The disciples' encounter with Jesus is one of encouragement and exultation. They are encouraged as they praise their risen Lord. They had seen Him first so long ago as an intriguing teacher -- a rabbi to follow. Then Jesus showed Himself to be a healer and miracle worker Who made the blind to see, fed the crowds supernaturally, and even raised the dead back to life. But now, standing before them having defeated death Himself, He was clearly the all powerful God of all things. He is their Lord.

Every Christian who has encountered Jesus since the time of the apostles has encountered the risen Lord and King in all His power. Every awareness I have had of Jesus has been as the One Who has won over death and has proven Himself to be the perfect sacrifice for my sin. I only know a risen Savior and Lord. I can't have Jesus any other way! And I too am so glad that this is the Jesus I know. 

Thursday, November 17, 2016

three hallelujahs

After this I heard what seemed to be the loud voice of a great multitude in heaven, crying out,
Salvation and glory and power belong to our God..."
Revelation 19:1

The praises that surround the throne of God in heaven in this vision center on three clear points of worship. God is praised for them and recognized as possessing uniquely salvation, glory, and power. And these are things I should be praising God for right now.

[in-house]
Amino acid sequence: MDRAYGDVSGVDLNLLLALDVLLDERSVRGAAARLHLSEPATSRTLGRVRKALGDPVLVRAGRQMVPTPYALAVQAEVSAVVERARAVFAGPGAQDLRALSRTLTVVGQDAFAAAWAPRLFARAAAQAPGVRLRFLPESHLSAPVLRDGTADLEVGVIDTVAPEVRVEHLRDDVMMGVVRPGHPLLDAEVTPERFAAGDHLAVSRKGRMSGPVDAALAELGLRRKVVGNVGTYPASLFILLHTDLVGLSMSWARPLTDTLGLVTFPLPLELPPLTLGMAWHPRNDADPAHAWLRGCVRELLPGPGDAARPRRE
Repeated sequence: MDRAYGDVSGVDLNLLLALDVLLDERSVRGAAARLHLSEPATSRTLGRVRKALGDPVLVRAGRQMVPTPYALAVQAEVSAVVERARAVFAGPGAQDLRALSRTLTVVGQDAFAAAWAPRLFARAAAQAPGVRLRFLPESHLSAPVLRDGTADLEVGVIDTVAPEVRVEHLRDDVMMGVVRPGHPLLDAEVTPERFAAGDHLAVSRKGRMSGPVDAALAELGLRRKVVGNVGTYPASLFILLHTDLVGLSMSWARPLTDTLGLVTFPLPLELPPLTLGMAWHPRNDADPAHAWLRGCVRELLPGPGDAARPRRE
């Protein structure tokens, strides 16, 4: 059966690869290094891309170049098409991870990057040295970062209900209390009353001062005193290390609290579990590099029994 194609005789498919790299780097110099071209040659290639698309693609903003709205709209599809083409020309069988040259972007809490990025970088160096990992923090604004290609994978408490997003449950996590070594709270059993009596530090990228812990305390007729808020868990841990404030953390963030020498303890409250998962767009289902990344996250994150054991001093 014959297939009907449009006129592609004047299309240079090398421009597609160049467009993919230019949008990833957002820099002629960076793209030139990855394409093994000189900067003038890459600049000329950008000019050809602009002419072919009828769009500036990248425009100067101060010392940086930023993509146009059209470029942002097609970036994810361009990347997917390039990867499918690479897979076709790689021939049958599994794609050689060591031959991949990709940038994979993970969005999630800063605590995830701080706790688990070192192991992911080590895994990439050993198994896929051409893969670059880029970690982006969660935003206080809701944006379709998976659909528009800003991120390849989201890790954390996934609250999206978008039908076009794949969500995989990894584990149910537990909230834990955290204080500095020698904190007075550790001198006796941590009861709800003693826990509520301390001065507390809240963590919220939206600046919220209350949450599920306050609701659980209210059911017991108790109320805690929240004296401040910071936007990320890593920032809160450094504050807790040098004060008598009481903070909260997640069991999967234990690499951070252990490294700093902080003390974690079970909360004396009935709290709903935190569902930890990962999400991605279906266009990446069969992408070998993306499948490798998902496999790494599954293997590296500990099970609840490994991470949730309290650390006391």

Salvation belongs to our God. Only Jesus saves, and God has brought our salvation in the death and resurrection of His Son. Jesus, the perfect, sinless Lamb of God was sacrificed so that our sin would die with Him. He was raised to bring us new life. We are born anew in Him. God alone will save those who believe. Hallelujah!

Glory belongs to our God. He alone is glorious. His holiness and goodness are showered on us in the grace of Christ's love for us. We see His glory in our salvation, in His Word, in His Son, and in the new life He gives us so that we may be holy and pleasing to Him. His glory is known in the created universe, and in the hearts of the redeemed. Only God has this glory. Hallelujah!

Power belongs to our God. He can do all things. He upholds all things. He made all things. He keeps all things. His power is seen in His Son Who on earth healed the sick, fed the hungry, loved the rejected ones, and raised the dead. And His power is at work in us as we have believed and through it He will both will and do His good pleasure. Hallelujah!

Wednesday, November 16, 2016

wrath and judgment